"Thank you for the newspapers, Caitriona," Trump told the TV and radio broadcast journalist. Peter Weber
Venezuelan President Nicolas Maduro said a police helicopter fired shots at the Supreme Court on Tuesday and threw grenades that could have caused "dozens of deaths."
Witnesses say they heard explosions go off in downtown Caracas, Reuters reports, and Maduro vowed that "sooner rather than later we are going to capture the helicopter and those behind this armed terrorist attack against the institutions of the country." For the past three months, the opposition has protested against Maduro, while the pro-government Supreme Court has made several rulings in his favor. At least 75 people have died during the demonstrations.
Maduro wants a July 30 vote for a Constituent Assembly, which could rewrite the national charter and supersede the opposition-controlled Congress, and the opposition is calling for an early presidential election. Some supporters of the opposition, whose leaders have urged security forces to stop following Maduro's orders, believe Tuesday's attack may have been staged by the government. Earlier in the day, Maduro said if a violent revolt should occur and Venezuela is "plunged into chaos and violence and the Bolivarian Revolution destroyed, we would go to combat. We would never give up, and what couldn't be done with votes, we would do with arms, we would liberate the fatherland with arms." Catherine Garcia
On Tuesday, Paul Manafort, a former chairman of Donald Trump's presidential campaign, retroactively filed paperwork showing that his consulting firm received $17.1 million for work done from 2012 to 2014 for a pro-Russia political party in Ukraine.
Manafort worked with the Party of Regions and politician Viktor Yanukovych, who served as president from 2010 until 2014, when he fled to Moscow after protesters demanded he step aside. Manafort's Foreign Agents Registration Act filing did not reveal how much he received personally, but did show that he met in 2013 with a pro-Russia and now pro-Trump congressman, Rep. Dana Rohrabacher (R-Calif.). Any American who works in the U.S. on behalf of a foreign government or political party has to register within 10 days of agreeing to conduct the work, The Washington Post reports, and Manafort's spokesman told the paper he started preparing the filing in September.
Last August, Manafort resigned as chairman of the Trump campaign after it was reported that the Party of Regions secretly paid him millions of dollars, an allegation Manafort denies. Special Counsel Robert Mueller is looking at Manafort as part of his investigation into Russian meddling in the 2016 presidential election, and he's the second close Trump associate to retroactively file as a foreign agent; in March, former National Security Adviser Michael Flynn disclosed that in 2016, he worked with a Turkish businessman active in his country's politics. Catherine Garcia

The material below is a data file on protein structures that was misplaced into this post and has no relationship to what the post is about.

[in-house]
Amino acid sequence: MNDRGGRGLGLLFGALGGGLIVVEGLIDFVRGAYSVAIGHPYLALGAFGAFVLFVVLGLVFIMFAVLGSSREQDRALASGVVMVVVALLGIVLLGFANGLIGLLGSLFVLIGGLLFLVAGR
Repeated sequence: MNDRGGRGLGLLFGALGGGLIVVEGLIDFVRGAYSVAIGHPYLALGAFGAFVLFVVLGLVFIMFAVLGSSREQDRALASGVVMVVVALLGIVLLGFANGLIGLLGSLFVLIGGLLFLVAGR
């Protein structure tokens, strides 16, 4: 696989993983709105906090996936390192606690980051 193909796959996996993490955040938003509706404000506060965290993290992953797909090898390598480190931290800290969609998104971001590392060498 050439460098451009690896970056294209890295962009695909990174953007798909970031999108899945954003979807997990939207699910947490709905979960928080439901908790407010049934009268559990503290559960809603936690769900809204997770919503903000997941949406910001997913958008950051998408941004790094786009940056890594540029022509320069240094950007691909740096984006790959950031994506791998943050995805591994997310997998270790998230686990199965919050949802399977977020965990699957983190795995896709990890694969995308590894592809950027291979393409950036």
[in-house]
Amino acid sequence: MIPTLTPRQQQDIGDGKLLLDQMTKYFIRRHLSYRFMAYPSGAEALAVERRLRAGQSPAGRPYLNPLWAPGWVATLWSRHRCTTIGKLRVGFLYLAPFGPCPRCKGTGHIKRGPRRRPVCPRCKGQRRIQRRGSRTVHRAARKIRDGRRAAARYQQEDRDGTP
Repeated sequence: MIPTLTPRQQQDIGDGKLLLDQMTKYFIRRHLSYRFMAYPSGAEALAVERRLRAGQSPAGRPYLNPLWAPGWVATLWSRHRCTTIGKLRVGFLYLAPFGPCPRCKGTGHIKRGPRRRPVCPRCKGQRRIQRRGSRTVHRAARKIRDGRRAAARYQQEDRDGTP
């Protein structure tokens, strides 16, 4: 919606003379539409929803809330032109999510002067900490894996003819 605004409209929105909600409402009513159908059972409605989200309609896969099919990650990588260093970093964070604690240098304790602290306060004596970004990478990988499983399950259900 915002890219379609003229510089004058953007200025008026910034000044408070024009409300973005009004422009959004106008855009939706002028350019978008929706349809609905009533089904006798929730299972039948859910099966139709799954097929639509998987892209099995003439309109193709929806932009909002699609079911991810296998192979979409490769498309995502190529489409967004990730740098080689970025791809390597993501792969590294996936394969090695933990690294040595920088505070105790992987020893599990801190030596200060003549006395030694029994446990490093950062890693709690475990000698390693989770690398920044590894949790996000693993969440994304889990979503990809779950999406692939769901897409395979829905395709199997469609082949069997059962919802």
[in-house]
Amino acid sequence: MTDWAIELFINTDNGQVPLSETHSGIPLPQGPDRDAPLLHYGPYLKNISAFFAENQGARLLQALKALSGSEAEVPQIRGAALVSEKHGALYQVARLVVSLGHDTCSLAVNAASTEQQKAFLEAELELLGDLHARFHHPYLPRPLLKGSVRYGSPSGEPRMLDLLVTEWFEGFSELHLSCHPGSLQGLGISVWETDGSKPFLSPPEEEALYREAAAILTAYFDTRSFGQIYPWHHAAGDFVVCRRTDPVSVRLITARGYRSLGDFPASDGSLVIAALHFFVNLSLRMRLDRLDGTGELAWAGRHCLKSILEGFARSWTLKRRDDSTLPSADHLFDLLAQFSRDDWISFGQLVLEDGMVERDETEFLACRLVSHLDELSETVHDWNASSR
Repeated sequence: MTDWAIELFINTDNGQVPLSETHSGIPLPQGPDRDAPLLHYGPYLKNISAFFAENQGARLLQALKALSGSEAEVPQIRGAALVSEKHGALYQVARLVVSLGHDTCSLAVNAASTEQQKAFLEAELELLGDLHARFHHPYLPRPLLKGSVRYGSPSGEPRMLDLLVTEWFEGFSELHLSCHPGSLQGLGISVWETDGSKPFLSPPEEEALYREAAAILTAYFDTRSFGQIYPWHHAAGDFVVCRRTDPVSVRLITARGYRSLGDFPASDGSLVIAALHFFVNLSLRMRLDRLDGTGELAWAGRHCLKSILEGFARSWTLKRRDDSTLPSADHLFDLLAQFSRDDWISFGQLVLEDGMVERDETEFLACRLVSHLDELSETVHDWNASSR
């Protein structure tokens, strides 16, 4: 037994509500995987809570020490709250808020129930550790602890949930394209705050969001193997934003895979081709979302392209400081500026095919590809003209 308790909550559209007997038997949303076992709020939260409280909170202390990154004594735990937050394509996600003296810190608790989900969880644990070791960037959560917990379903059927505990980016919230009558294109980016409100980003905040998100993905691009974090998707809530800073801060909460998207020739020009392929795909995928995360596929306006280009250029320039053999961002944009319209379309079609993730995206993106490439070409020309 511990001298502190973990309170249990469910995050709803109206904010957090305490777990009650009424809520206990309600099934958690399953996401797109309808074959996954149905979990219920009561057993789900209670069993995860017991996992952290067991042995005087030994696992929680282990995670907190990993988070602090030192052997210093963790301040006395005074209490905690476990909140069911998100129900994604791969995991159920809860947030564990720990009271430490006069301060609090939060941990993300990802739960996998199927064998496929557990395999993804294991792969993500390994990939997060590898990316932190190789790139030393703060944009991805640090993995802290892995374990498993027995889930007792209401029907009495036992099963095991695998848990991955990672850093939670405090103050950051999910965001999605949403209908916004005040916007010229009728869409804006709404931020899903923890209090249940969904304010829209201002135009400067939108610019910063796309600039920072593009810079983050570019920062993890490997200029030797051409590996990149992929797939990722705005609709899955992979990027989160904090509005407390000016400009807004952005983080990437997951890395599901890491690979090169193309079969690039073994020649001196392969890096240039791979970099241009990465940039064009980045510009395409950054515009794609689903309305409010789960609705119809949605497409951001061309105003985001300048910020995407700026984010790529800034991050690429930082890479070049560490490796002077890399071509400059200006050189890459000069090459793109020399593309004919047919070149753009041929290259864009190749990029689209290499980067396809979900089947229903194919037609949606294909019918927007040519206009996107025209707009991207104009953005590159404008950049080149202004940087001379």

A Cook County grand jury indicted three veteran Chicago police officers Tuesday on charges of conspiracy, official misconduct, and obstruction of justice, accusing the officers of working together to cover up for their colleague who shot and killed 17-year-old Laquan McDonald in 2014.
The first police report stated that officers David March, Joseph Walsh, and Thomas Gaffney were "victims" of McDonald, claiming he assaulted them before Officer Jason Van Dyke came to intervene. McDonald lunged toward him with a knife, and that's when Van Dyke shot him 16 times, the report said. One year later, dashcam footage of the incident was released that completely refuted the report, showing Van Dyke shooting McDonald as he walked away. Van Dyke has been charged with first-degree murder, and pleaded not guilty.
Special Prosecutor Patricia Holmes Brown said in a statement that the indictment "makes clear that these defendants did more than merely obey an unofficial 'code of silence.' Rather, it alleges that they lied about what occurred to prevent independent criminal investigators from learning the truth." If convicted, the officers face years in prison and tens of thousands of dollars in fines, the prosecutor said. March spent more than 30 years on the force, while Walsh and Gaffney were Chicago police officers for more than 20 years. Walsh and Marsh are no longer officers, and Gaffney has been suspended, NPR reports. Catherine Garcia
Sarah Palin is suing The New York Times for defamation, claiming the paper "violated the law and its own policies" in a June 14 editorial that accused the former Alaska governor of "political incitement" before the 2011 shooting of former Rep. Gabby Giffords, the New York Post reports.
Giffords, a Democrat from Arizona, was severely injured, and six people were killed after Jared Jee Loughner opened fire at a Giffords event. The Times editorial, written after the shooting of Rep. Steve Scalise (R-La.), mentions a Palin political action committee ad that put "Giffords and 19 other Democrats under stylized crosshairs." Two days later, the paper issued a correction saying it was actually a "map distributed by a political action committee before the shooting. The map depicted electoral districts, not individual Democratic lawmakers, beneath stylized crosshairs." The correction went on to say the editorial "incorrectly stated that a link existed between political rhetoric and the 2011 shooting of Rep. Gabby Giffords. In fact, no such link was established."
The suit was filed Tuesday in federal court in Manhattan, and Palin is seeking damages in an amount to be determined by a jury at trial. A spokeswoman for the Times told the Post the paper has "not seen the claim yet, but will defend against any claim vigorously." Catherine Garcia